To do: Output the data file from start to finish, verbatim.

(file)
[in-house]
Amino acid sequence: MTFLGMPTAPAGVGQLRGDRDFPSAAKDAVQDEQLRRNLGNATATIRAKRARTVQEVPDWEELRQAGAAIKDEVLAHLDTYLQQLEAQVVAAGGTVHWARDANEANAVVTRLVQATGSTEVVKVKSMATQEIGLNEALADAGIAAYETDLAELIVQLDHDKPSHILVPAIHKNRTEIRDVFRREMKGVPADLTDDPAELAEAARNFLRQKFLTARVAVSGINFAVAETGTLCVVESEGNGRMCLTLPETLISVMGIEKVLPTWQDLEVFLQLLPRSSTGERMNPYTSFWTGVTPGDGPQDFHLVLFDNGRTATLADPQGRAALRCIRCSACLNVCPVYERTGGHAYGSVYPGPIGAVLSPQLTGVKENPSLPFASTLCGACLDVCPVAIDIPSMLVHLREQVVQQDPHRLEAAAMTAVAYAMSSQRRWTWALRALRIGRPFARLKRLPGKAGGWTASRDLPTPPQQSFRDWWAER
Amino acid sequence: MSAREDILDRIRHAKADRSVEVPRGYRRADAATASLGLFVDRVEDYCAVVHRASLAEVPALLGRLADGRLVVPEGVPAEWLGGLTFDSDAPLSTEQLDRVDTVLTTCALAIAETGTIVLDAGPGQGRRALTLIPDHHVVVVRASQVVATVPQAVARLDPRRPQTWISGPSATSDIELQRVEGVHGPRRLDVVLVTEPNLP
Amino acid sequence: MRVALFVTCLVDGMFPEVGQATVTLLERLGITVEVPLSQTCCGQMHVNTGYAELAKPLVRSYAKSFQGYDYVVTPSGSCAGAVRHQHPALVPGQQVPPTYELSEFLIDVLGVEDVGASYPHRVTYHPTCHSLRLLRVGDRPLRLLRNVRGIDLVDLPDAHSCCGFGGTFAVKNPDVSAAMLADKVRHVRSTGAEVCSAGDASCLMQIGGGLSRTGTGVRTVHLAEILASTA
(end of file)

[in-house]
Amino acid sequence: MTFLGMPTAPAGVGQLRGDRDFPSAAKDAVQDEQLRRNLGNATATIRAKRARTVQEVPDWEELRQAGAAIKDEVLAHLDTYLQQLEAQVVAAGGTVHWARDANEANAVVTRLVQATGSTEVVKVKSMATQEIGLNEALADAGIAAYETDLAELIVQLDHDKPSHILVPAIHKNRTEIRDVFRREMKGVPADLTDDPAELAEAARNFLRQKFLTARVAVSGINFAVAETGTLCVVESEGNGRMCLTLPETLISVMGIEKVLPTWQDLEVFLQLLPRSSTGERMNPYTSFWTGVTPGDGPQDFHLVLFDNGRTATLADPQGRAALRCIRCSACLNVCPVYERTGGHAYGSVYPGPIGAVLSPQLTGVKENPSLPFASTLCGACLDVCPVAIDIPSMLVHLREQVVQQDPHRLEAAAMTAVAYAMSSQRRWTWALRALRIGRPFARLKRLPGKAGGWTASRDLPTPPQQSFRDWWAER
Amino acid sequence: MSAREDILDRIRHAKADRSVEVPRGYRRADAATASLGLFVDRVEDYCAVVHRASLAEVPALLGRLADGRLVVPEGVPAEWLGGLTFDSDAPLSTEQLDRVDTVLTTCALAIAETGTIVLDAGPGQGRRALTLIPDHHVVVVRASQVVATVPQAVARLDPRRPQTWISGPSATSDIELQRVEGVHGPRRLDVVLVTEPNLP
Amino acid sequence: MRVALFVTCLVDGMFPEVGQATVTLLERLGITVEVPLSQTCCGQMHVNTGYAELAKPLVRSYAKSFQGYDYVVTPSGSCAGAVRHQHPALVPGQQVPPTYELSEFLIDVLGVEDVGASYPHRVTYHPTCHSLRLLRVGDRPLRLLRNVRGIDLVDLPDAHSCCGFGGTFAVKNPDVSAAMLADKVRHVRSTGAEVCSAGDASCLMQIGGGLSRTGTGVRTVHLAEILASTA